Make raw liver smoothies. I find a few ounces of incredibly fresh liver in some fresh squeezed orange juice to be not just tolerable, but downright tasty. Try it. You’ll be surprised. And the liver makes the acute dosing of fructose worth it.

I have heard that the two best exercises for increasing testosterone in men are chopping wood and soccer. Is there any evidence or truth behind this claim? If so, why? The two activities do not seem very similar.

Both increase testosterone, yes. They’ve actually pitted the two against each other [12], finding that chopping firewood is a bigger booster than playing soccer among the Tsimane horticulturalists of Bolivia. Wood choppers saw testosterone rise by an average of 46.8%, irrespective of age.

The key distinction seems to be that chopping wood is an essential life skill. It’s the kind of “exercise” that serves a vital purpose: providing warmth, warding off predators, and allowing us to cook. The meaning comes baked in.

Depending on where you grow up, soccer might be an essential life skill, too. Even people watching their national soccer team play and win experience an increase in testosterone [13] (and cortisol, because it’s so nerve-wracking).

Hunting does it, too. One study [14] tested the testosterone [15] of Tsimane hunters after a successful hunt. Ranging in age from 18 to 82 (yes, 82), the successful hunters all experienced significant increases in testosterone levels independent of age.

My favorite unconventional way to increase testosterone is solar irradiation of the scrotum. I swear I read this in an old journal years ago but can no longer find the reference. Can anyone help? It’s plausible, seeing as how taking vitamin D [16] to correct a deficiency can increase testosterone levels [17]. There’s no better way to get vitamin D to your testes than with the application of direct sunlight.

I know this topic has been discussed plenty. But just a quick question on “cooked and cooled potatoes”. Can these cooked and cooled potatoes then be reheated? Does it negate any benefits? I do not enjoy cold mashed potatoes but I do enjoy pan frying left over potatoes in coconut oil. Some clarification would be wonderful.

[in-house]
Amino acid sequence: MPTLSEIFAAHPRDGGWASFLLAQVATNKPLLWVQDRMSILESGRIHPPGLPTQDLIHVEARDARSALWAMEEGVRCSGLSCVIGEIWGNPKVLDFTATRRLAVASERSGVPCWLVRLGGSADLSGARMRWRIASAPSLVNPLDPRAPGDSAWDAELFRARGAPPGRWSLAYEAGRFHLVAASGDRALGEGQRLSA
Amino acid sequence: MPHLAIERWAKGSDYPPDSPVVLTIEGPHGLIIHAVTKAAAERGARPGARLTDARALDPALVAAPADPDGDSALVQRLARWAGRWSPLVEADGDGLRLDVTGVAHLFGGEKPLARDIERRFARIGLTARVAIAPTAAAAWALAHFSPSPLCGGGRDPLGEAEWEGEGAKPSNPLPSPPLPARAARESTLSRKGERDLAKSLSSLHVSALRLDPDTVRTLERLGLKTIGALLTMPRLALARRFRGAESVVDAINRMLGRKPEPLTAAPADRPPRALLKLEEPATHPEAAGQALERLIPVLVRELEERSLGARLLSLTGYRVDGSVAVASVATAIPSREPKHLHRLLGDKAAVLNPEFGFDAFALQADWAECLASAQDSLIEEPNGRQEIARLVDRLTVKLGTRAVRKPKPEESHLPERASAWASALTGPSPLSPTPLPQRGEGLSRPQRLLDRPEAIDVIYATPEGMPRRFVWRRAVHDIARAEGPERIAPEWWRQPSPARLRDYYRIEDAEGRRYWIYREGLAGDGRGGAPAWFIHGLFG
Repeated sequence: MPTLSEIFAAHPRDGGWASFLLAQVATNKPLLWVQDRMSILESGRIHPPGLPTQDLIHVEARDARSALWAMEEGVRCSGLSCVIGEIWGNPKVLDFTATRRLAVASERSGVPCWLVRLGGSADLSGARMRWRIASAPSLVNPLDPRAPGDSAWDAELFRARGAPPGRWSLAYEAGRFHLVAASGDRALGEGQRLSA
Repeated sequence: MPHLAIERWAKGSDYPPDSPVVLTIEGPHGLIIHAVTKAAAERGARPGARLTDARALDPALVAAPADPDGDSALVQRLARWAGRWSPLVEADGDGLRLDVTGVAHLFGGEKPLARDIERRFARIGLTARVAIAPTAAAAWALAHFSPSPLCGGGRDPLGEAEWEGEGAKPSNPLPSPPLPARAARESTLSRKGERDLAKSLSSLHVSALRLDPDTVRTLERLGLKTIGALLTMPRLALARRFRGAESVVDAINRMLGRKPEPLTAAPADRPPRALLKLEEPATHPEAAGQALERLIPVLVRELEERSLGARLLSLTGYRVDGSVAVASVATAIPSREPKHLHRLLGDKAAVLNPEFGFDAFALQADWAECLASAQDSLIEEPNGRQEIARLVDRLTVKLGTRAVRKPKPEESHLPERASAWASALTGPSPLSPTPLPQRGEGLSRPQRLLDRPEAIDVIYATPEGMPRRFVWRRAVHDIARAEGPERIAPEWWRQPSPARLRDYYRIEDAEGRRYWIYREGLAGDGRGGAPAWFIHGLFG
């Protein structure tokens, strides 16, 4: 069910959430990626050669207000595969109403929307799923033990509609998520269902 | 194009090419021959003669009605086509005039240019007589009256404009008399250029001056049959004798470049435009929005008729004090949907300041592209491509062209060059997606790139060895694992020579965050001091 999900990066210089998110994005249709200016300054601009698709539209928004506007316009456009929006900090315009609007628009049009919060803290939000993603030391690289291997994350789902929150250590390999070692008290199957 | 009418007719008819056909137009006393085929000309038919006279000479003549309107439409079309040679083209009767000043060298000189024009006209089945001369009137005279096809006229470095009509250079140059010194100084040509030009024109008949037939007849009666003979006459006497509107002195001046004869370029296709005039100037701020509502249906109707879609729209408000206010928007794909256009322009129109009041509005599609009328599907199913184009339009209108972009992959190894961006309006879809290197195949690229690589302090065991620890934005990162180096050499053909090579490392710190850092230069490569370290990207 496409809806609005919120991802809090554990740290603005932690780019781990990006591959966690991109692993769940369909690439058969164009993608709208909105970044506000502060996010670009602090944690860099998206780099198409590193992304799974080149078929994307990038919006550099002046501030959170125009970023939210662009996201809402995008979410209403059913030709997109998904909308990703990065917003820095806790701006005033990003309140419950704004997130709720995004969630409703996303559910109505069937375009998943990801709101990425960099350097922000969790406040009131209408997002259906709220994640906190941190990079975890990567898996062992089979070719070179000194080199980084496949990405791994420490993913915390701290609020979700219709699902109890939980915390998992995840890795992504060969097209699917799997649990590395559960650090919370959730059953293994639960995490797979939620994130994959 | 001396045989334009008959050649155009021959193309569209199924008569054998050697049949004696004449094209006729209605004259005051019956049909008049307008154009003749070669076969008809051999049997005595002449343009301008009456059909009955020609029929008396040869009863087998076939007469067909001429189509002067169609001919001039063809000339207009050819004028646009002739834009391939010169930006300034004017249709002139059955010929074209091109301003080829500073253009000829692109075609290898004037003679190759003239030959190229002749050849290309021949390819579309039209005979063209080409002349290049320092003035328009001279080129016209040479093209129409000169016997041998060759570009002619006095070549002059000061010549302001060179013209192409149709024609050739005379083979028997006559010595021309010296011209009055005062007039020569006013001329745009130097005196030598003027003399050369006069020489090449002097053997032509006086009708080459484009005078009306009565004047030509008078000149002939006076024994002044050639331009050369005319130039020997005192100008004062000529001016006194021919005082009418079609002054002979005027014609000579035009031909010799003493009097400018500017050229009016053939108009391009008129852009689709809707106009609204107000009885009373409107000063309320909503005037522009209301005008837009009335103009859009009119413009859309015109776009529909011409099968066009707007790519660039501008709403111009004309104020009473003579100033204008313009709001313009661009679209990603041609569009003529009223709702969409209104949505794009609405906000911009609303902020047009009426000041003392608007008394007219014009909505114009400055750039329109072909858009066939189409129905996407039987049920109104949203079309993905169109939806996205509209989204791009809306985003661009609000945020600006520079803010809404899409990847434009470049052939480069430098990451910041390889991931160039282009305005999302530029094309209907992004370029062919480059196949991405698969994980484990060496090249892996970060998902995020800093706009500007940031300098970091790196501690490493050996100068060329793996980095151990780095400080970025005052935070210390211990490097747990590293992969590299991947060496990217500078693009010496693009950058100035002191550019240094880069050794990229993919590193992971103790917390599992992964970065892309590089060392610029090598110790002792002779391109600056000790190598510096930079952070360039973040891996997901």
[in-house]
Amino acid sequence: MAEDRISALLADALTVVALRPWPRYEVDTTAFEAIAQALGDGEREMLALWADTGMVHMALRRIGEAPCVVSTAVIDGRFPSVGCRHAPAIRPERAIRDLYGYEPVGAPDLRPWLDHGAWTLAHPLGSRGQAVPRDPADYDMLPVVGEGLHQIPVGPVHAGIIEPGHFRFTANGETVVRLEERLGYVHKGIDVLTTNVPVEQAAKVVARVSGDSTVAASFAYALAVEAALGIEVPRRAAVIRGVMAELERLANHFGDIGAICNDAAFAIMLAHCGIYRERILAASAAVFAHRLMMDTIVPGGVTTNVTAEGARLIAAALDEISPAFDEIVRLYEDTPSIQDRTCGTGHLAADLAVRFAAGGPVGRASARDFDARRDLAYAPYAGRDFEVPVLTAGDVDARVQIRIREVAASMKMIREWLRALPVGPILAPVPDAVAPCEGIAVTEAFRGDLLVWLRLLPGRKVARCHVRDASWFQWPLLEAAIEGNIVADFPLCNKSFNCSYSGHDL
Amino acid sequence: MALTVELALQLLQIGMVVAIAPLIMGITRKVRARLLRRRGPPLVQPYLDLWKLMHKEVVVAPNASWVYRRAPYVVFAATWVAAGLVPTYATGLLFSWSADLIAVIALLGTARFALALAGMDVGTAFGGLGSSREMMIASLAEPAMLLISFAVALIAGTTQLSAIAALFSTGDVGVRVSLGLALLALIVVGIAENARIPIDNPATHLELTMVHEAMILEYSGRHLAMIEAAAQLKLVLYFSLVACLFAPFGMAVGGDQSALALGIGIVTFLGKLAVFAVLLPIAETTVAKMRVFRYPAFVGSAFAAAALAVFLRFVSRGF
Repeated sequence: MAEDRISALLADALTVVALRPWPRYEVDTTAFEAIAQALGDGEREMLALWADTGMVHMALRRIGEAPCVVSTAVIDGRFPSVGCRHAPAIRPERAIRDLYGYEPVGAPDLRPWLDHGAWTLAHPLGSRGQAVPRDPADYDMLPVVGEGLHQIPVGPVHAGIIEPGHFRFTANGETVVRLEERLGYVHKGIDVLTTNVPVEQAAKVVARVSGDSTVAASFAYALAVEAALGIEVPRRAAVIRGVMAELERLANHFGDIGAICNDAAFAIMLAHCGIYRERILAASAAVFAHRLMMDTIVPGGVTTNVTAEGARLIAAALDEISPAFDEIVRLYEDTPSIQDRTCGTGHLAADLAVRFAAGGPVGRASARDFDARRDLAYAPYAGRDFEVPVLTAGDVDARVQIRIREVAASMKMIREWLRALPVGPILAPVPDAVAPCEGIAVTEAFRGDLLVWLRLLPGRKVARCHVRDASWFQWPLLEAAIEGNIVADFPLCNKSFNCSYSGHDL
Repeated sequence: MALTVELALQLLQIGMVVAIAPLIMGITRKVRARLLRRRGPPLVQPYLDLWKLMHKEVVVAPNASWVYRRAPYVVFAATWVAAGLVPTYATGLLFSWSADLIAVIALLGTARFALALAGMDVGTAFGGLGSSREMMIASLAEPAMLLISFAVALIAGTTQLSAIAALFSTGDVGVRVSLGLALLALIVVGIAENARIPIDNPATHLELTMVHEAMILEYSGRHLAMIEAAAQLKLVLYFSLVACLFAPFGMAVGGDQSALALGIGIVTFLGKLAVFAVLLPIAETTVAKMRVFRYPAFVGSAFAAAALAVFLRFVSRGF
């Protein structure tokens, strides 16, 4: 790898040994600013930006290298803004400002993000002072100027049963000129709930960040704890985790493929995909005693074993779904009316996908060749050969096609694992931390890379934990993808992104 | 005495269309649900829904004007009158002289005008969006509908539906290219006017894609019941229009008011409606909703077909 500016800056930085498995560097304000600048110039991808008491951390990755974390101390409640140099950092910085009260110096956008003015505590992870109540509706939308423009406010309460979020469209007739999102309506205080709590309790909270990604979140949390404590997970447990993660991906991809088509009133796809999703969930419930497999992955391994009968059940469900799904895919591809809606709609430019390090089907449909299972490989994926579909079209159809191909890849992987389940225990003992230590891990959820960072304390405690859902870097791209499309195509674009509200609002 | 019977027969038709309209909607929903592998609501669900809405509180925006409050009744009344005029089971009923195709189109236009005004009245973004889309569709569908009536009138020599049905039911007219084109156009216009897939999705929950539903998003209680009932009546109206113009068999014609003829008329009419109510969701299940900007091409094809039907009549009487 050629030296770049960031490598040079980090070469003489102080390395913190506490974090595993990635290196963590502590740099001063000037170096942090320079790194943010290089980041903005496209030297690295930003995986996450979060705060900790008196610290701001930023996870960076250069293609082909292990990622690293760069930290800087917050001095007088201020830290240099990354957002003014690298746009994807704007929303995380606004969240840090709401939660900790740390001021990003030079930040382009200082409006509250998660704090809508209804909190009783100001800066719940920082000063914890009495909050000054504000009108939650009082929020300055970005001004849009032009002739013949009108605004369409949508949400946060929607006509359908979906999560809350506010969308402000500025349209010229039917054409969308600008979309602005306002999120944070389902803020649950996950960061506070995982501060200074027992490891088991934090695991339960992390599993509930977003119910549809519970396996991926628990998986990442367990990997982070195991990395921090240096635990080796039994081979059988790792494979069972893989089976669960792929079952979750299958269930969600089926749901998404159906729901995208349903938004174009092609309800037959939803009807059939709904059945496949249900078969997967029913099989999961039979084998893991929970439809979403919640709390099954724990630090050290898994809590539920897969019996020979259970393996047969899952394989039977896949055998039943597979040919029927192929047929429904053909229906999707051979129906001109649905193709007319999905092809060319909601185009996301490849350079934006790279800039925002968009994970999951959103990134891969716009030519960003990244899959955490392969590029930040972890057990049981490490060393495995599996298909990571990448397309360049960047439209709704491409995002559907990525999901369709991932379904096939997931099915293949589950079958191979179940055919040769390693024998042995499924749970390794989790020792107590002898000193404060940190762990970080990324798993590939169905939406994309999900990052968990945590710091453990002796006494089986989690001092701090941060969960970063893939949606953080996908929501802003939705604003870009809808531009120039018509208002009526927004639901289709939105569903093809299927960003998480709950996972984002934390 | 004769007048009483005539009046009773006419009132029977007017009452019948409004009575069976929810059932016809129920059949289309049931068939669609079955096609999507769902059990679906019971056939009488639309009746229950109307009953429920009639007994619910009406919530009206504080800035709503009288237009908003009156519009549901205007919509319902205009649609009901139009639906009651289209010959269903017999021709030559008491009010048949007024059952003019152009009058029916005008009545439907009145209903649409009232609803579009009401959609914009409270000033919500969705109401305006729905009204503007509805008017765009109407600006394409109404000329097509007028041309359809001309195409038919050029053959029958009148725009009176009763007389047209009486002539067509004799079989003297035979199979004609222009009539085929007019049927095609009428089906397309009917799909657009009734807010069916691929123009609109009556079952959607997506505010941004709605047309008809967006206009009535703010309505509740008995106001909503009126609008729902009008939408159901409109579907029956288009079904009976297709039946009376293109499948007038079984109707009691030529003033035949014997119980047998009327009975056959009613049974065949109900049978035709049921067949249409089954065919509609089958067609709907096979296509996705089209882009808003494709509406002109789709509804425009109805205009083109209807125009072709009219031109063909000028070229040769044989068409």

Yes. You can reheat cooked and cooled potatoes without negating the resistant starch. You may even increase it further, if what happens to cooked and cooled and reheated bread [18] and pasta [19] happens to potatoes.

Would love to know more about interaction of diet and sirtuins!

There are seven types of sirtuins, and most of them seem to be involved in protection against oxidative stress and aging or the maintenance of fat and glucose metabolism. Older people tend to have higher levels of sirtuin 1 to compensate for [20] the higher levels of oxidative stress they endure, for example. In non-mammals, activating sirtuin 1 increases lifespan. In mammals, it’s sirtuin 6 [21]. Generally, sirtuins are “good.”

Dietarily, the two most reliable ways to activate sirtuin are reducing calories [22] and eating phytonutrients like resveratrol [23] (wine) or curcumin [24] (turmeric).

Since things that increase sirtuin expression, like exercise, eating less, and eating colorful fruits and veggies and spices are already known to be healthy, I feel comfortable recommending that you increase sirtuin expression.

That’s it for this week, folks. Take care and be sure to chime in down below with your own input!